State Forests

Cloquet Valley State Forest


Management Activities: State forests are multiple-use areas that are managed to provide a sustained yield of renewable resources while maintaining or improving the forest environment. Approximately 700 acres of timber, primarily aspen, birch, and balsam fir, are available for harvest each year. Red pine and white spruce are planted on about 200 acres annually. Today, aspen and paper birch stands cover the largest portion of the forest. White spruce and balsam fir cover about 25 percent. Smaller acreages of red pine, white pine, jack pine, cedar, tamarack, black spruce, maple, and basswood are also found.

History: The virgin pine forests in this area were logged in the late 1800s and early 1900s. At first logs were transported by oxen. Later, horses and railroads were used to transport logs to mills in Cloquet, Duluth, and Two Harbors. Settlement of the forest area followed logging. Much of the land was unsuited for agriculture, and many farms were abandoned, reverting to public ownership when delinquent taxes were not paid. The Minnesota Legislature established Cloquet Valley State Forest in 1931. The original forest boundaries included parts of 12 townships. Subsequent legislative actions have expanded the forest to its present size of 327,000 acres.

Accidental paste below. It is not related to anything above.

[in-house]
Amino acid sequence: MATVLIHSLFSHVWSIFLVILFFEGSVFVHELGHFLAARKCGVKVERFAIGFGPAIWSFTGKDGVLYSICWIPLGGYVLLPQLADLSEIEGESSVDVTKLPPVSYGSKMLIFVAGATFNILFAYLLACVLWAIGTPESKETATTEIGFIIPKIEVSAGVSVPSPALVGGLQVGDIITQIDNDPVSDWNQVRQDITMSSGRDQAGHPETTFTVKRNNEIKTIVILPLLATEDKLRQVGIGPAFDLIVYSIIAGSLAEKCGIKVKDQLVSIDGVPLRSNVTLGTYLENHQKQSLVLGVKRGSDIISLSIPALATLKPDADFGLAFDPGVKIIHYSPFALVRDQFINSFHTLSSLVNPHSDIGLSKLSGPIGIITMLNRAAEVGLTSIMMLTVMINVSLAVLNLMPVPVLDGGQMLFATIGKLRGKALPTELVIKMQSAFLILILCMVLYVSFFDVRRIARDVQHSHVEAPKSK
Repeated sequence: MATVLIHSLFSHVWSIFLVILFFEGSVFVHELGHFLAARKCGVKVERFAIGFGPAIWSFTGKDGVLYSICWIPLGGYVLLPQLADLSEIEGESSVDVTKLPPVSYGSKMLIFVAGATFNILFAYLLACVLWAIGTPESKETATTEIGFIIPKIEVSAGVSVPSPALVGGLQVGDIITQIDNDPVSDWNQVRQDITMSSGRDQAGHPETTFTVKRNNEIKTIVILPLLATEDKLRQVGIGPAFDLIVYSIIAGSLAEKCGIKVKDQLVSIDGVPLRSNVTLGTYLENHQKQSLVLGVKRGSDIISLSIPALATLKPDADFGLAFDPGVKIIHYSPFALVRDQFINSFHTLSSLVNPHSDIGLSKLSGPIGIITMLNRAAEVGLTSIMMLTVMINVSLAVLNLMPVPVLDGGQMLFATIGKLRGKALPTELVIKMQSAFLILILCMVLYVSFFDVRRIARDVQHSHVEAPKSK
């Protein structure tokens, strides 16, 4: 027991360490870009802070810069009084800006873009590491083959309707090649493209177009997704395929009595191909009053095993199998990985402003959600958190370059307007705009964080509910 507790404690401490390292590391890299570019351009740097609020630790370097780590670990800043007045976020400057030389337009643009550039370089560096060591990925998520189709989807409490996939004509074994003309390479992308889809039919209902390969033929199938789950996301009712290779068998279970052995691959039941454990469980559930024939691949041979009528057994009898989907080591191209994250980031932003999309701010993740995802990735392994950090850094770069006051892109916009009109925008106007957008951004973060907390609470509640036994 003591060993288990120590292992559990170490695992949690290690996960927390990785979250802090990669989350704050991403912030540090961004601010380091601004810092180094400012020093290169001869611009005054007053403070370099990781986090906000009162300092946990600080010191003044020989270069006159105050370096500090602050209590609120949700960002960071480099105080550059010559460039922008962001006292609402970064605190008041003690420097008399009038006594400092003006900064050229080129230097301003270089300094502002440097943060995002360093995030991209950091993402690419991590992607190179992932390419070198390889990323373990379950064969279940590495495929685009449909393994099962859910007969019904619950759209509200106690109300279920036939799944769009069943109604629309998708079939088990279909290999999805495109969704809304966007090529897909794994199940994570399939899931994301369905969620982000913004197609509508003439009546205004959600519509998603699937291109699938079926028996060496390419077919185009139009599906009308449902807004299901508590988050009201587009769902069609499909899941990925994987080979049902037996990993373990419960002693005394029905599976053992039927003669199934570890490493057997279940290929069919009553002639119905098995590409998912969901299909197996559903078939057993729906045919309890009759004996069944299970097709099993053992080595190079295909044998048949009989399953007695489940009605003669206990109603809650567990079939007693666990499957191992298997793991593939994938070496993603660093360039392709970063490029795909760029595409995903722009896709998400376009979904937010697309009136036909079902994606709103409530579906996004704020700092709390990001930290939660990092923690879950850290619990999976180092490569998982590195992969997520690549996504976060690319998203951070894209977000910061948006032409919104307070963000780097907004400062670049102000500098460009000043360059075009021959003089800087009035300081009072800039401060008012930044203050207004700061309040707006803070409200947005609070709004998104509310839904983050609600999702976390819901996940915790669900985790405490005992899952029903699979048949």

Acres: 366,419

Year Estab: 1933


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